Trunks slender, to 7 m tall (but commonly smaller), straight or only basally ascending, without adventitious buds or old petioles, fronds shed cleanly; trunk apices hidden in fascicles of petioles of green fronds, consisting of two to four pseudowhorls so that the fascicles appear stretched ( Fig. 1A View FIGURE 1 ). Fronds to 235 cm long, arching to drooping, appearing spirally arranged along the trunk ( Fig. 1A View FIGURE 1 ). Petioles to 95 cm long, inermous to weakly muricate, stramineous to pale brown, with a line of distant, narrow whitish pneumathodes on each side, hardly seen in dried material, without adventitious pinnae at the bases; petiole scurf long persistent, a matted tomentum of small branched hairs and dissected squamules 0.2–0.4 mm long ( Fig. 2C View FIGURE 2 ), yellowish white with brown parts, greyish white in general aspect. Petiole scales broadly lanceolate to longovate ( Fig. 2A View FIGURE 2 ), 14.0–20.0 × 4.5–5.0 mm, with round to weakly cordate bases, pseudopeltately attached, tips straight, shiny auburn to dark brown, concordantly bicolorous with broad, pale brown to golden-brown, fringed margins ( Fig. 2B View FIGURE 2 ). Laminae 90–140 × 80–90 cm, bipinnate-pinnatifid, chartaceous, lustrous dark olive-green adaxially, not blackish when dried, olive green abaxially; apices abruptly reduced and conform or gradually reduced. Pinnae to 45 cm long, 4–5 pairs per frond, stalked to 6 cm ( Fig. 2D View FIGURE 2 ), distally very narrowly green-alate, the distal segments decurrently adnate. Leaf axes brown on both sides, completely glabrous abaxially except for scurf remnants, hairy only adaxially on costules, costae and distal parts of rachises, hairs 1.0– 1.5 mm long, tan to brown; costae smooth, 2–3 mm wide, insertions of costae into rachises swollen, each abaxially with one inconspicuous pneumathode acroscopically, orange-brown, elliptic, to 2 × 1 mm, and with a diffuse black spot basiscopically, at least when dried. Largest pinnules 12.0–14.0 × 2.8–3.2 cm, stalked to 14 mm, alternate, (0.6–) 1.5–2.6 cm between adjacent stalks, pinnules linear-oblong to lanceolate, incised 1/2 or more towards the costules, sterile pinnules basally truncate to cuneate ( Fig. 2E View FIGURE 2 ), fertile ones truncate to weakly cordate, tapering from beyond the middle to long-acuminate to short-attenuate tips ( Fig. 2F View FIGURE 2 ); the brown stalks inarticulate, their bases with an orange-brown to blackish, elliptic pneumathode to 1.0 × 0.4 mm ( Fig. 2G View FIGURE 2 ); segments to 25 × 8 mm, long-deltate to linear deltate, patent to ascending, with entire margins, tips falcate, obtuse to acute ( Fig. 2G View FIGURE 2 ); basal segments usually opposite, the lowest ones not remote from each other, sinuses acute and narrow (1.0– 1.5 mm) in sterile pinnules ( Fig. 2E View FIGURE 2 ), wide (2.0–3.0 mm) and obtuse to acute in fertile pinnules ( Fig. 2F View FIGURE 2 ). Veins prominent abaxially ( Fig. 2G View FIGURE 2 ) and adaxially, ending in segment margins, basal veins connivent to sinuses; veins glabrous adaxially, abaxially glabrous except for scurfy greybrown to brown trichomoidia and catenate hairs, these on and between the veins, also along the segment margins; sterile and fertile veins simple or forked. Sori 1.2–1.6 mm diam., inframedial to subproximal, forming a triangle pattern on each segment ( Fig. 2F View FIGURE 2 ), on the back of simple veins or at vein forks, indusia absent, receptacles globose to ellipsoid, 0.4–0.5 mm diam.; paraphyses numerous, hyaline, white, longer than sporangia (0.8–1.0 mm) ( Fig. 2G View FIGURE 2 ). Spores pale yellow to whitish, exospore smooth, finely porate, perispore absent.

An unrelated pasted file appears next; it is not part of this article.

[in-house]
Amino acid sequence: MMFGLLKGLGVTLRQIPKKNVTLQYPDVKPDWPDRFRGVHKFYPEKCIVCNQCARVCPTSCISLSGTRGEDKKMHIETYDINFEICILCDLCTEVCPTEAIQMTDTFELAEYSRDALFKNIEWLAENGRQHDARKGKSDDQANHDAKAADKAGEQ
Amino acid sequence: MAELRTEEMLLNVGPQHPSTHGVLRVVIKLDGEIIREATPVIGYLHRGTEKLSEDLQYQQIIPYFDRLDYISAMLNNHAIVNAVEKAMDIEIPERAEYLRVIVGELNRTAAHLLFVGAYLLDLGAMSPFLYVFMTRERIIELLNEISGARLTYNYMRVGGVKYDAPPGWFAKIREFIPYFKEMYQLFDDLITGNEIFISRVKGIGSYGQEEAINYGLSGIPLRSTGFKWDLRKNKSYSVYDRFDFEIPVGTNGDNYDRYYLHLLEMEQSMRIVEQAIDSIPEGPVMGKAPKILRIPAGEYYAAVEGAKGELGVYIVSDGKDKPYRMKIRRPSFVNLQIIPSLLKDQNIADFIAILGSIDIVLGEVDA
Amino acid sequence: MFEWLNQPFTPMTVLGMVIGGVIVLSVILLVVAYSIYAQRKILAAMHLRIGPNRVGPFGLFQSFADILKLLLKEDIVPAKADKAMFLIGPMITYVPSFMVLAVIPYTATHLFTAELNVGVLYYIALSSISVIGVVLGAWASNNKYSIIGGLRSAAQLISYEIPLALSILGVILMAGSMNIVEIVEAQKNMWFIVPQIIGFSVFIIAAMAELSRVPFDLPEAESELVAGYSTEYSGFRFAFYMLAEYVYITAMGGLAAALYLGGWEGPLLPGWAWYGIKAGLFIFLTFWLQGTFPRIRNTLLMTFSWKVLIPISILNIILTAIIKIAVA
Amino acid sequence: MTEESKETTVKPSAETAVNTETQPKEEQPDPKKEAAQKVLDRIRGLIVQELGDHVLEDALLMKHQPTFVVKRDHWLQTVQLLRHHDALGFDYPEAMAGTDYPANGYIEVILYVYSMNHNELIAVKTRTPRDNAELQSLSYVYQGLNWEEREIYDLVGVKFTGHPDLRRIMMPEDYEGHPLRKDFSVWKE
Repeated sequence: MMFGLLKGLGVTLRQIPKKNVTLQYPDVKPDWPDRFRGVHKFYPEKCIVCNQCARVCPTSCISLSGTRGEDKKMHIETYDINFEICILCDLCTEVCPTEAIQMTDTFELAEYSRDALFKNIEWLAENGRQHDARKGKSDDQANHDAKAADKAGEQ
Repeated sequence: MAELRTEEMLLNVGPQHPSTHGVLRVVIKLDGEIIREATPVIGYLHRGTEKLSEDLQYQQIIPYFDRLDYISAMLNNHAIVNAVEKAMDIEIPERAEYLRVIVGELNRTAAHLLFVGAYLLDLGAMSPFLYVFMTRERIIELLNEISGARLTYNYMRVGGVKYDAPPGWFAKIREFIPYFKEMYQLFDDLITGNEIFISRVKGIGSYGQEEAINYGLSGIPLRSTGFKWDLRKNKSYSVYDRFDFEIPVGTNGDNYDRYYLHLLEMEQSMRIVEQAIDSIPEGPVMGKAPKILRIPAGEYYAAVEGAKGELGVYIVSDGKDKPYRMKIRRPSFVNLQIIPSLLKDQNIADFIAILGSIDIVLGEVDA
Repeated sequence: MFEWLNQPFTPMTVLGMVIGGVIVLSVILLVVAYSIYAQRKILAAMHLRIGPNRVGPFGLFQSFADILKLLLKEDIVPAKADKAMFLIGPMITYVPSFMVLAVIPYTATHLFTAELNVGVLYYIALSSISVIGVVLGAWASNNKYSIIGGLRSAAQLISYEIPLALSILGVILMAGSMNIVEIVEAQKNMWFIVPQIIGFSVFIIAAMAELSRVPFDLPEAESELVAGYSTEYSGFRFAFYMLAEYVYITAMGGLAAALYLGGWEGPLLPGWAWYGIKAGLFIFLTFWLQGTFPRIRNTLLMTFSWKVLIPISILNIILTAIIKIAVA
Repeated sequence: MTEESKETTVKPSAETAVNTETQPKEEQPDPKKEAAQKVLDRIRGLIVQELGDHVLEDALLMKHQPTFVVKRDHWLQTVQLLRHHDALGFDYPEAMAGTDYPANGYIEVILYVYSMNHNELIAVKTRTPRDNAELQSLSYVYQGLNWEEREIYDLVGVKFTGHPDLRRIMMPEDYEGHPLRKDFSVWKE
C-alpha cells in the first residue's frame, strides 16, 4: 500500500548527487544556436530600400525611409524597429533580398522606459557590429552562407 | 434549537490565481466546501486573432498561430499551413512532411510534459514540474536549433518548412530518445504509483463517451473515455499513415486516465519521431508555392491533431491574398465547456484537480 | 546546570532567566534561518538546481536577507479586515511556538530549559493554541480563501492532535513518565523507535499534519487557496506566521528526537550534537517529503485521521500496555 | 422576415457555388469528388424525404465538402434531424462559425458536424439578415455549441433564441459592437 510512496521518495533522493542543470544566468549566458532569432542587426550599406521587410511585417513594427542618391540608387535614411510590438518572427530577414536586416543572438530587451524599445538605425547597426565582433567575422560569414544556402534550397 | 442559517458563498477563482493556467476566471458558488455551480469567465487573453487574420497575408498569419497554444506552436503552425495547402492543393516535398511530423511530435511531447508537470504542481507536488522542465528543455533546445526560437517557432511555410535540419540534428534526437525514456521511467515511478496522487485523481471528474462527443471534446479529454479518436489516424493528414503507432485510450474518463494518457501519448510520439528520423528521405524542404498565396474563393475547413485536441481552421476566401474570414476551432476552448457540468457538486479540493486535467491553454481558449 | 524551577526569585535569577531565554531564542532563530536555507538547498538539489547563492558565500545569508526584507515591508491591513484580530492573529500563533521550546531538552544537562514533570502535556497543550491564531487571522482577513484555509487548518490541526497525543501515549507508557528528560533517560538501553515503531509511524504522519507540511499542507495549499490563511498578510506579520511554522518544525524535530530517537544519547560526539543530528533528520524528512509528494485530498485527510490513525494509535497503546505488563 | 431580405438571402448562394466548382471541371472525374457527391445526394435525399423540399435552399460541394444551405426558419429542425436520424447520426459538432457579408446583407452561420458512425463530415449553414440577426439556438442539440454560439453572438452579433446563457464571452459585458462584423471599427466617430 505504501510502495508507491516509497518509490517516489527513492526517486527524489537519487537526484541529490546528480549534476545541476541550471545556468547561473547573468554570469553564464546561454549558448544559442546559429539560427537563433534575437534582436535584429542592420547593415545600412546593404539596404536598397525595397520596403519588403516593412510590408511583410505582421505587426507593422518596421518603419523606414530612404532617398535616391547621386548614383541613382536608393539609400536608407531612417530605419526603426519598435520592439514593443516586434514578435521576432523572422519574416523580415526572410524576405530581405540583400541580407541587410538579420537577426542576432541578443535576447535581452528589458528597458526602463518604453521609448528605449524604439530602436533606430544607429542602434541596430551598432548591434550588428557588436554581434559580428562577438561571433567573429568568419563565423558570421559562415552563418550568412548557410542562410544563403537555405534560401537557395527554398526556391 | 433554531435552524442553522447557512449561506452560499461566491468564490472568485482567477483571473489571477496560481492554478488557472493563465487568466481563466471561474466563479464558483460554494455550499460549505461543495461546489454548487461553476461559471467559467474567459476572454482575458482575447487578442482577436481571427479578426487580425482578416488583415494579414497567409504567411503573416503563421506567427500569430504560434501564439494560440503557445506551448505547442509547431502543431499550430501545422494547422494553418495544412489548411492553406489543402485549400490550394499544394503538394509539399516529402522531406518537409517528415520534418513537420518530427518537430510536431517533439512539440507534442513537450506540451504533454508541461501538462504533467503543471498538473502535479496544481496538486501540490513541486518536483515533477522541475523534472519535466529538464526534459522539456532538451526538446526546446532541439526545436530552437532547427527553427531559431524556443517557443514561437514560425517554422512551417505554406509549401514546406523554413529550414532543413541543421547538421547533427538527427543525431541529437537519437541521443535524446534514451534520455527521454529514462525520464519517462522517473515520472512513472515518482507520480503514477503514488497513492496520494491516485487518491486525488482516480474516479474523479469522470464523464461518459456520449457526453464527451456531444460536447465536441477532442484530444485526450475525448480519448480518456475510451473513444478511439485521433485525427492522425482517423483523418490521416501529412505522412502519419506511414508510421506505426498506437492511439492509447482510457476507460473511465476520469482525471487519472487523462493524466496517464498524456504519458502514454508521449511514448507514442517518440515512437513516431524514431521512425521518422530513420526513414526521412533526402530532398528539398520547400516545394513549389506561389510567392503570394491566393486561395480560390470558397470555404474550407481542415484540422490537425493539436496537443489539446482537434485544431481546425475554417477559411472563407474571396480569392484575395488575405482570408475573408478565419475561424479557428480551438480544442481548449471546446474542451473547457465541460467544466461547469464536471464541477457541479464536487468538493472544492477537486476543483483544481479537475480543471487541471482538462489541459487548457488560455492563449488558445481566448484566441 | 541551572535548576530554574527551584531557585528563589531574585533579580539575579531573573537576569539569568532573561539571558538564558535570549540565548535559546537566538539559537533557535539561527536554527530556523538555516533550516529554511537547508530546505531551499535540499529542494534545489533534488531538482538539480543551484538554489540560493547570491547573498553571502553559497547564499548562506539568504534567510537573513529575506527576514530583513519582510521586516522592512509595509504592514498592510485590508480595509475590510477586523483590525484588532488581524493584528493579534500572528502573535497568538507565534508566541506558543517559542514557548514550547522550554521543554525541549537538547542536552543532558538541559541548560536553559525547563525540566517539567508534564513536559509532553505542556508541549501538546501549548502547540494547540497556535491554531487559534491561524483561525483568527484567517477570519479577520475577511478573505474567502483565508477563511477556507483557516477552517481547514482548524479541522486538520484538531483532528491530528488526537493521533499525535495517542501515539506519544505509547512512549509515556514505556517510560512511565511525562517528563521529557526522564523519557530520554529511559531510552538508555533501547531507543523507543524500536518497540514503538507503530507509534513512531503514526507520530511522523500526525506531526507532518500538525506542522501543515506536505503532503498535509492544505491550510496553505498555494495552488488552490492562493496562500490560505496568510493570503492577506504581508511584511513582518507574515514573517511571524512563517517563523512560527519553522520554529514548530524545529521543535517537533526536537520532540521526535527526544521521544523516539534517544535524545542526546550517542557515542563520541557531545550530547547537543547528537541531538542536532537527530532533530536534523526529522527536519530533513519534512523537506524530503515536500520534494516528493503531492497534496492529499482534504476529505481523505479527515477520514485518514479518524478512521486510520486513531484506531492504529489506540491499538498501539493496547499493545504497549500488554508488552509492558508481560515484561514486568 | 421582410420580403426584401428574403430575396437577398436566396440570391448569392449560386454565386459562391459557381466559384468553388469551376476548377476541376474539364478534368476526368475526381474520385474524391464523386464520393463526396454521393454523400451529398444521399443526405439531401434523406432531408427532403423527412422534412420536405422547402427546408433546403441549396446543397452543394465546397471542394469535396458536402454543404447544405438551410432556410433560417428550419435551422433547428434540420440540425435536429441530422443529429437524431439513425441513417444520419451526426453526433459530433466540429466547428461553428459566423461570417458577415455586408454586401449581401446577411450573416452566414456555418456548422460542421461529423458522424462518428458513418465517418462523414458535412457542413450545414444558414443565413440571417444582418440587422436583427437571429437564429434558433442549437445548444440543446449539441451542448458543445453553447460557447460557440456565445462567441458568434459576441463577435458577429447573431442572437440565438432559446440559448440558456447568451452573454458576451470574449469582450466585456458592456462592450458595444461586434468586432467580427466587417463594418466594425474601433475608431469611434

Distribution and habitat: —Moist tropical montane forests at 1000–1560 m on the eastern Andean slopes of southern Colombia and northern Ecuador.